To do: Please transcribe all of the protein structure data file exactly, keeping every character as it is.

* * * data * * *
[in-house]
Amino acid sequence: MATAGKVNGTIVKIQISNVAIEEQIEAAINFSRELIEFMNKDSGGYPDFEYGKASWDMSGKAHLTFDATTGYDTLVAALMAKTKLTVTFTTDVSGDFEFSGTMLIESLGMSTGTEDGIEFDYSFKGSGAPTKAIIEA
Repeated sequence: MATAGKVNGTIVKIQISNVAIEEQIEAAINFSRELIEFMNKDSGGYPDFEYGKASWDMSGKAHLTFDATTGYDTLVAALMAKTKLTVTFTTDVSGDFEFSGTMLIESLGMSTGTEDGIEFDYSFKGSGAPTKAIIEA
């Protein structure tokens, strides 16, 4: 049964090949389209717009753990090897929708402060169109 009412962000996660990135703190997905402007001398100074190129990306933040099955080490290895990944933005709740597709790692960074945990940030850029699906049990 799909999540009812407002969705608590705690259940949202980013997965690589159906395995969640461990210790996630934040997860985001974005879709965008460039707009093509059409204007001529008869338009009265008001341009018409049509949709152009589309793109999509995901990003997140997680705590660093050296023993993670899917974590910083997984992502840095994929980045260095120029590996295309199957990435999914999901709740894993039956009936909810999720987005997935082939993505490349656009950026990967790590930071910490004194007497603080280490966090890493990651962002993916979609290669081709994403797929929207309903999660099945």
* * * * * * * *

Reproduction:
[in-house]
Amino acid sequence: MATAGKVNGTIVKIQISNVAIEEQIEAAINFSRELIEFMNKDSGGYPDFEYGKASWDMSGKAHLTFDATTGYDTLVAALMAKTKLTVTFTTDVSGDFEFSGTMLIESLGMSTGTEDGIEFDYSFKGSGAPTKAIIEA
Repeated sequence: MATAGKVNGTIVKIQISNVAIEEQIEAAINFSRELIEFMNKDSGGYPDFEYGKASWDMSGKAHLTFDATTGYDTLVAALMAKTKLTVTFTTDVSGDFEFSGTMLIESLGMSTGTEDGIEFDYSFKGSGAPTKAIIEA
């Protein structure tokens, strides 16, 4: 049964090949389209717009753990090897929708402060169109 009412962000996660990135703190997905402007001398100074190129990306933040099955080490290895990944933005709740597709790692960074945990940030850029699906049990 799909999540009812407002969705608590705690259940949202980013997965690589159906395995969640461990210790996630934040997860985001974005879709965008460039707009093509059409204007001529008869338009009265008001341009018409049509949709152009589309793109999509995901990003997140997680705590660093050296023993993670899917974590910083997984992502840095994929980045260095120029590996295309199957990435999914999901709740894993039956009936909810999720987005997935082939993505490349656009950026990967790590930071910490004194007497603080280490966090890493990651962002993916979609290669081709994403797929929207309903999660099945």